Third century martyrs, Perpetua and Felicitas, hold a special place in my heart, because of their courage, charity toward each other, and family ways (Perpetua was nursing when condemned and Felicitas 8 months along). They were charged as being catechumens at a time when the Emperor was attempting to crack down on new Christian and Jewish converts. Before they were jailed, they were baptized into Christ.
Perpetua was in great discomfort while jailed (I imagine physically and emotionally), until her mother brought her nursing son. Then she wrote, "and straightway I became well and was lightened of my labour and care for the child; and suddenly the prison was made a palace for me." The jailer was very sympathetic and allowed many Christian visitors. Her pagan father often came to try to dissuade her from her shameful charge and penalty, but she refused to "sacrifice to pagan gods."
Felicitas delivered a few days before the Christians were sent into the arena, and her daughter was adopted by a Christian family. She had prayed for this, since pregnant women were not allowed to be sent into the arena, and desired to die with her companions, instead of alone.
You can read a translation of the account here (a portion was apparently written by Perpetua while in prison).
Today I will emphasize/contemplate:
* The love of Perpetua and Felicitas toward each other, although Perpetua was a noblewoman, and Felicitas a slave. Perfect love casts out all fear! I will talk to my kids about true brotherhood in Christ. (Tradition says Perpetua was pale-skinned, while Felicitas was dark.)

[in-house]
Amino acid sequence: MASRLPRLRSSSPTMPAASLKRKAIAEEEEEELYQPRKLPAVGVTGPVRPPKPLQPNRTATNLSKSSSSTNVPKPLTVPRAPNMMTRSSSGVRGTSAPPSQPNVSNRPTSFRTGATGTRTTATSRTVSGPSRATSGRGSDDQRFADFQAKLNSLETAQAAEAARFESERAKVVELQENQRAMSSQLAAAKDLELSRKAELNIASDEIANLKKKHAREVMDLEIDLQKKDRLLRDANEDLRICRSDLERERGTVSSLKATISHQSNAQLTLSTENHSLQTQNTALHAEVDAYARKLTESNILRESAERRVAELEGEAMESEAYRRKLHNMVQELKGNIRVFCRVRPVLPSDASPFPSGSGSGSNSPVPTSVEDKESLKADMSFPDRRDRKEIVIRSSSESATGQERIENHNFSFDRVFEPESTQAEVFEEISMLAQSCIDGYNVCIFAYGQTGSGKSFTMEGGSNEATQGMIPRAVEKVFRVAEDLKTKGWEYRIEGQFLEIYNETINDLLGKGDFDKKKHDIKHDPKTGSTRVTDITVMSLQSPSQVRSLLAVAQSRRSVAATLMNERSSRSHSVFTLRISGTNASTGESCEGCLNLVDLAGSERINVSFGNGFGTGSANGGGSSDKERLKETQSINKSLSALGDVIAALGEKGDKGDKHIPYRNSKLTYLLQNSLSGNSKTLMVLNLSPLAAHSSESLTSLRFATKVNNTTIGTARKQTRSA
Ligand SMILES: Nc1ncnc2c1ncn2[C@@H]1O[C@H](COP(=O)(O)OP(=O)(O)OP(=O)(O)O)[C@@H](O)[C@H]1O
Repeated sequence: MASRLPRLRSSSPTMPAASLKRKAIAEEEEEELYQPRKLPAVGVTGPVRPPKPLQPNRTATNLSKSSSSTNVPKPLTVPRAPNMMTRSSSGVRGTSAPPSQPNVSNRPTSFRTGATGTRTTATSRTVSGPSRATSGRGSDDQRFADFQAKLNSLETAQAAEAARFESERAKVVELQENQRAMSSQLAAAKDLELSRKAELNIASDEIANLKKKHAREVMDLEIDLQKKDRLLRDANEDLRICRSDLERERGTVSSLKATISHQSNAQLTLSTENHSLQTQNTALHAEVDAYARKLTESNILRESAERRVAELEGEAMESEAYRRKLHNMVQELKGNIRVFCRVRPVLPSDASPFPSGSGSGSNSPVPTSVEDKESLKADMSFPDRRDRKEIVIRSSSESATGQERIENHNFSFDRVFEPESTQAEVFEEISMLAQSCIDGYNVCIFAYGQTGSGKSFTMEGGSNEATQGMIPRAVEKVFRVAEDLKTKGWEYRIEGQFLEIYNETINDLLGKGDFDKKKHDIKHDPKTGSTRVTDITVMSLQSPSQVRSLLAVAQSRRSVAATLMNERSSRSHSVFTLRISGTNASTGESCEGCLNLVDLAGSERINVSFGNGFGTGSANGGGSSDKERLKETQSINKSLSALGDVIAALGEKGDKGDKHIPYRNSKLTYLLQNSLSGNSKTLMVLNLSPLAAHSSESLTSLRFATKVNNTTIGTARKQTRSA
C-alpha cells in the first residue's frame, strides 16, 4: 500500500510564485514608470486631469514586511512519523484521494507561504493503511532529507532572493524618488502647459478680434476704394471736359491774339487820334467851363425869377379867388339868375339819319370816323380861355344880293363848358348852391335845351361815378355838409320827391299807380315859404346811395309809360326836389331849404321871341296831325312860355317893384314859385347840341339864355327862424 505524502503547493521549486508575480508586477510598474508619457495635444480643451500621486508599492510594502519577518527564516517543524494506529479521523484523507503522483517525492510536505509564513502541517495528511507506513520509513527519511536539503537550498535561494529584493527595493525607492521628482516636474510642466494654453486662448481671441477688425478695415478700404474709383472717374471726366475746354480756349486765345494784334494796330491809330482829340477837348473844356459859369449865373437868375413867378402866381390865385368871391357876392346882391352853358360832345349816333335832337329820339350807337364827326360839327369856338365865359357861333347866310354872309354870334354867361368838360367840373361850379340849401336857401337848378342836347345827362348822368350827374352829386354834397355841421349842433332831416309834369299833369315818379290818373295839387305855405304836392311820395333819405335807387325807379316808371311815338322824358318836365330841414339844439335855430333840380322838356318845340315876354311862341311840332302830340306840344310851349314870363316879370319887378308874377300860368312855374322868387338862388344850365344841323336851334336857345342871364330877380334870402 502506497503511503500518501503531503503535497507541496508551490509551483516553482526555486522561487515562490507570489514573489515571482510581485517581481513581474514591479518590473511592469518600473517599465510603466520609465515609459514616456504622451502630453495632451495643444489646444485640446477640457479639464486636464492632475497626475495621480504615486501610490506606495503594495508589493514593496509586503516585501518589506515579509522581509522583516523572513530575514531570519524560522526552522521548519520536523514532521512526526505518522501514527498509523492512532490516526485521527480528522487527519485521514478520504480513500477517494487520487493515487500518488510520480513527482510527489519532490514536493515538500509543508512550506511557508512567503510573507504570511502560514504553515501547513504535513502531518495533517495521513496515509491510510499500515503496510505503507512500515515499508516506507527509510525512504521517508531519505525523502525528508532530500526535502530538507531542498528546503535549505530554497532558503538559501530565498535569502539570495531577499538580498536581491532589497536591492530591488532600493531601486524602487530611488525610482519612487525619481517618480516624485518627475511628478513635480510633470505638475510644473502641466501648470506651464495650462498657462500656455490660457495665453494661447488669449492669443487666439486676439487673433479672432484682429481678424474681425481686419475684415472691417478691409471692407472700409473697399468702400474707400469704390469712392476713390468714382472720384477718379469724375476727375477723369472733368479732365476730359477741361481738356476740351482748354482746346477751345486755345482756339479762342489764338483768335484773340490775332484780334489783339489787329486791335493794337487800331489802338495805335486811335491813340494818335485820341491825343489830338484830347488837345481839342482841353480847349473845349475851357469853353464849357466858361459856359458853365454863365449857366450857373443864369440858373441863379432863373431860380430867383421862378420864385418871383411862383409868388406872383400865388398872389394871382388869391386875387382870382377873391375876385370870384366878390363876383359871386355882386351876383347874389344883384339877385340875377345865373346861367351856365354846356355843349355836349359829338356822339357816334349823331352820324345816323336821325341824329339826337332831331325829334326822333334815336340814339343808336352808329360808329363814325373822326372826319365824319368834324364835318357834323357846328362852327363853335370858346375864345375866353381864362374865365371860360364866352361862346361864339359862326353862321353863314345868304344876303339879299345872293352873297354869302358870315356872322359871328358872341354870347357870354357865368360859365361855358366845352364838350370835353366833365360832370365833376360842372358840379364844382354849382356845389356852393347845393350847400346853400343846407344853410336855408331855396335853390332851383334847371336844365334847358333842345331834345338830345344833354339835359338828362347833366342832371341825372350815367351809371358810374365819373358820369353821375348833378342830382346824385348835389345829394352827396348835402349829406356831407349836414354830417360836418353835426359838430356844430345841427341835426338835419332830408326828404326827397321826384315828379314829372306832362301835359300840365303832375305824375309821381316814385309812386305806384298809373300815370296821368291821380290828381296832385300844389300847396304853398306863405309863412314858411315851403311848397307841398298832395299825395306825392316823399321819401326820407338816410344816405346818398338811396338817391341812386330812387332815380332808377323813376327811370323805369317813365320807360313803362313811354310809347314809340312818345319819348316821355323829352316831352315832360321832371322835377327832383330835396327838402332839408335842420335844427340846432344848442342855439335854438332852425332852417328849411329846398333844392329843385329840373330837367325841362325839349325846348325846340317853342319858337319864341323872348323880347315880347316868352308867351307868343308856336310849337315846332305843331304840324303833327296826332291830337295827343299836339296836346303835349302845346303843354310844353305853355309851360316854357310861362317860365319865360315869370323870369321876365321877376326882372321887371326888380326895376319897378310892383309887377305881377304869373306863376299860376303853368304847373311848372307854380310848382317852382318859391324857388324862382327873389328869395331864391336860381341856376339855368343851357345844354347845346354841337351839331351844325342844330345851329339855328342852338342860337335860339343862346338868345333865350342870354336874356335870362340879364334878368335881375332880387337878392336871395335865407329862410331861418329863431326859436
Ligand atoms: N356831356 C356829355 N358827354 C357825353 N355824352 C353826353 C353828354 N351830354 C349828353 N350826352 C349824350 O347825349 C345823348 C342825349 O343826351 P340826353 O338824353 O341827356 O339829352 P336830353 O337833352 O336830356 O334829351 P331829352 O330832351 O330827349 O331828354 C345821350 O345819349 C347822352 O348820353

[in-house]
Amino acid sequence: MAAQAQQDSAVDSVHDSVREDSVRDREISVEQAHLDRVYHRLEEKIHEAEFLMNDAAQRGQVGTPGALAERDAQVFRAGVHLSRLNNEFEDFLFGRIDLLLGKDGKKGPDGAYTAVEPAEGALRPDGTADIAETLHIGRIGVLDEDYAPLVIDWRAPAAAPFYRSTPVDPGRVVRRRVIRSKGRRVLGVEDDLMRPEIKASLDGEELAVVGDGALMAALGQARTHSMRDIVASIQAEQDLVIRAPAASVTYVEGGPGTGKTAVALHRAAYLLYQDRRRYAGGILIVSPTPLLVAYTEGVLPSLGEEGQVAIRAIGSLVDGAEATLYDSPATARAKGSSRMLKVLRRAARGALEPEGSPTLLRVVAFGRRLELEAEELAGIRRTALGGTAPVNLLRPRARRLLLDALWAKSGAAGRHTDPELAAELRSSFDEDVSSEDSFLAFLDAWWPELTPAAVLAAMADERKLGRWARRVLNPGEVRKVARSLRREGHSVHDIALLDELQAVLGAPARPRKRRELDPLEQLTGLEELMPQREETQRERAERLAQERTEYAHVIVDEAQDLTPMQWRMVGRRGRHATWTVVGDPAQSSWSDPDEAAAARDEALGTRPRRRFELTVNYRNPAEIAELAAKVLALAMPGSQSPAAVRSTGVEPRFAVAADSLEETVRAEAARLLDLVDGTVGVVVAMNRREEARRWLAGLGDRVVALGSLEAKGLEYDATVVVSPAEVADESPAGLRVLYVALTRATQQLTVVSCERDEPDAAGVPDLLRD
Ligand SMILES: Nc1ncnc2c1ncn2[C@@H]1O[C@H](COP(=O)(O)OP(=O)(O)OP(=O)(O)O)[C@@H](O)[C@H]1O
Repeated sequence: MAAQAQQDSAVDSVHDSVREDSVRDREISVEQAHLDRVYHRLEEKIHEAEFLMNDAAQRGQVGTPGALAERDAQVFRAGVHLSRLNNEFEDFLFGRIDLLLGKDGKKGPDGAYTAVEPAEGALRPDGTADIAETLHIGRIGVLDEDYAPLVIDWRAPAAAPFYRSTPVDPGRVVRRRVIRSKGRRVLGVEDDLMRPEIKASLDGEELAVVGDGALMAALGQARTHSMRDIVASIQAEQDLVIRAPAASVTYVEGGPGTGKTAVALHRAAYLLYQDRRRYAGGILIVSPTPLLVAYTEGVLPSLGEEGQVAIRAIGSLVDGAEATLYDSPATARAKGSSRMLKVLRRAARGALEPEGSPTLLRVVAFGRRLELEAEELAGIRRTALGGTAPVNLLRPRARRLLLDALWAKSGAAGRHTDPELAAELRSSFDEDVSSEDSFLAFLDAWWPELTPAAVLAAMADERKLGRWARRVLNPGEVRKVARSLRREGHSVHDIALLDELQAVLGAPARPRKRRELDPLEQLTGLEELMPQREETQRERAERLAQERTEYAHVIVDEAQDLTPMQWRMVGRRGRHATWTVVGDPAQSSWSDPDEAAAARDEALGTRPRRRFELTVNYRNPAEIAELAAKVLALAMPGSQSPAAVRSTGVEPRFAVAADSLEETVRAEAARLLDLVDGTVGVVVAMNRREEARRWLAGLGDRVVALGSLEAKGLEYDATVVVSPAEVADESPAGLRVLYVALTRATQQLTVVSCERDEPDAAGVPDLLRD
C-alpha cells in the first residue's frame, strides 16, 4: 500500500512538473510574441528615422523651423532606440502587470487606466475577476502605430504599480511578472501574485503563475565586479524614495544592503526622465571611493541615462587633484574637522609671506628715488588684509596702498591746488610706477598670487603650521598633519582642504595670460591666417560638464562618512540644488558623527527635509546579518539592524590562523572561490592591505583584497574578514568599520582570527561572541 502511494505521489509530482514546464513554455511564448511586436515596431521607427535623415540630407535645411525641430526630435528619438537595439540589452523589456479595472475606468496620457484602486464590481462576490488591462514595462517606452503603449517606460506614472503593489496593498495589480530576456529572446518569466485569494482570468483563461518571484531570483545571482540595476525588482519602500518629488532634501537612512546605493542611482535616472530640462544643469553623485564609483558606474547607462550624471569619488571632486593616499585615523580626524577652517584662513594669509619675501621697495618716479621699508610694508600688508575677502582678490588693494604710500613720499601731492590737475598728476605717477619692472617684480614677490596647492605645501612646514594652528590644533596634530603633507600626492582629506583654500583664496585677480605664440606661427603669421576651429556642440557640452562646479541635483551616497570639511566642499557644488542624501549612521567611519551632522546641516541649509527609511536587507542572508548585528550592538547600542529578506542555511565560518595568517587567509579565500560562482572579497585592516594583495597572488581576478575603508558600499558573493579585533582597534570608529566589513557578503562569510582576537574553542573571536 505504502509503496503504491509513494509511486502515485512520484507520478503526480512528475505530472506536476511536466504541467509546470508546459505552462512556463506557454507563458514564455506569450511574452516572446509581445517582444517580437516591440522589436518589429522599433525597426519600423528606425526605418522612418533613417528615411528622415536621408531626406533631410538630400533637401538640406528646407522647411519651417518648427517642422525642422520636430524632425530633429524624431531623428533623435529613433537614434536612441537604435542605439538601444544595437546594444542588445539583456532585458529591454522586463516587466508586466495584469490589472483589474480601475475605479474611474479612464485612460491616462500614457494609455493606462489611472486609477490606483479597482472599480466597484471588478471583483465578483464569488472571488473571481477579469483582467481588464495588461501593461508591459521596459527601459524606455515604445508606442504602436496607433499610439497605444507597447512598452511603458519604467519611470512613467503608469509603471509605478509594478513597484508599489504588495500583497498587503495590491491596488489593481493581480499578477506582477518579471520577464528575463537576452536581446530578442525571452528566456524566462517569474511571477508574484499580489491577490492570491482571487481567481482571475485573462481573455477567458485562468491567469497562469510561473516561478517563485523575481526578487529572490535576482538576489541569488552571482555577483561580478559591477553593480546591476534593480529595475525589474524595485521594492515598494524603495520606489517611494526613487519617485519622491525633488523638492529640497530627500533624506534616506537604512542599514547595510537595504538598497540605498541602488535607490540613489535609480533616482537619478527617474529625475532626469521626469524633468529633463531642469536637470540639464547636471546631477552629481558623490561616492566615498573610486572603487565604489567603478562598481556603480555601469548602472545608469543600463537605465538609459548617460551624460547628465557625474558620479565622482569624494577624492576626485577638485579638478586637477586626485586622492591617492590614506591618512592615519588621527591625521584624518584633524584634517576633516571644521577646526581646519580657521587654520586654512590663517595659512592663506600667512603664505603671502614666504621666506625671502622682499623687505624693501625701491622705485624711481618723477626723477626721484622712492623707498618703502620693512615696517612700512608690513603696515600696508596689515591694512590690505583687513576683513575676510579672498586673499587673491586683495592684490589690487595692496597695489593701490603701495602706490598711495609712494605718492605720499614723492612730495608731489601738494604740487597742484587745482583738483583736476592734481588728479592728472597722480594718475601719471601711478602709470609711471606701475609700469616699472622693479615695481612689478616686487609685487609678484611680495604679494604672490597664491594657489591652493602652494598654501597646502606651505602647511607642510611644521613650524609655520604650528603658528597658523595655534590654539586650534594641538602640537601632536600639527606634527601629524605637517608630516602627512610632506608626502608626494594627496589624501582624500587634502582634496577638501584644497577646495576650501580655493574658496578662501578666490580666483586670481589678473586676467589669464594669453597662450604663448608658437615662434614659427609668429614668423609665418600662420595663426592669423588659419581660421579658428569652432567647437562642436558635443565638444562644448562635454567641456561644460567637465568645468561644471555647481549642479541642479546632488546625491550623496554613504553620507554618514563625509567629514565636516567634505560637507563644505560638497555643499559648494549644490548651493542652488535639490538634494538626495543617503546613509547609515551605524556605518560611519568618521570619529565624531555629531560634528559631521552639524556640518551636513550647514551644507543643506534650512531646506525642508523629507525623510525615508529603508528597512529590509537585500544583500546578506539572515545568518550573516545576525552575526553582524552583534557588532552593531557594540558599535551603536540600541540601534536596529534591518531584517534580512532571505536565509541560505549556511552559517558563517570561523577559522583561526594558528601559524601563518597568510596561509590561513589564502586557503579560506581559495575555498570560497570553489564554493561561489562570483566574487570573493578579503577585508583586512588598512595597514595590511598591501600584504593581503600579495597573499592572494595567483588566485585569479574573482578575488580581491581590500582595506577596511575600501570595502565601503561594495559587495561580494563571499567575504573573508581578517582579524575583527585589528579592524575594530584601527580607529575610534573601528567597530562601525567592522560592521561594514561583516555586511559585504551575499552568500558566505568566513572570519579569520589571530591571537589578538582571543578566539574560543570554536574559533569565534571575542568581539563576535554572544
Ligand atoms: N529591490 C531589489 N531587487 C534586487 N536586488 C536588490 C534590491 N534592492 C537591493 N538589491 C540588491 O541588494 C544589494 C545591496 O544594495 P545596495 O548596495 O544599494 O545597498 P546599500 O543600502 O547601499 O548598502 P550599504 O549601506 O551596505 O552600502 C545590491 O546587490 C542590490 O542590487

* The ladies' fulfilling their vocations as mothers, even under certain persecution. Likewise, not succumbing to (what would be my) weakness, denying Christ in order to remain with their husband and children (a false unselfishness). I pray God would give me He strength if I ever am tempted!
* The imprisoned had many visions before their death, often centered around fighting Satan, not just flesh-and-blood beasts. We will pray for Christians facing death around the world, whether by martyrdom or natural death, that they would resist the temptations of Satan with God's Word and Promises. If you own it, read passages from The Art of Dying, by Luther.
* Pray for suffering Christians in Africa (esp. Egypt); Perpetua and Felicity were Carthaginians
(For the kids I'll simplify and soften these themes: loving God even more than our families and friends; fulfilling the job God has given us, even if it is hard or we're persecuted for it; and not fearing death, because Christ has overcome fear and death!)
|Felicite and Perpetue, an antique heirloom rambling rose|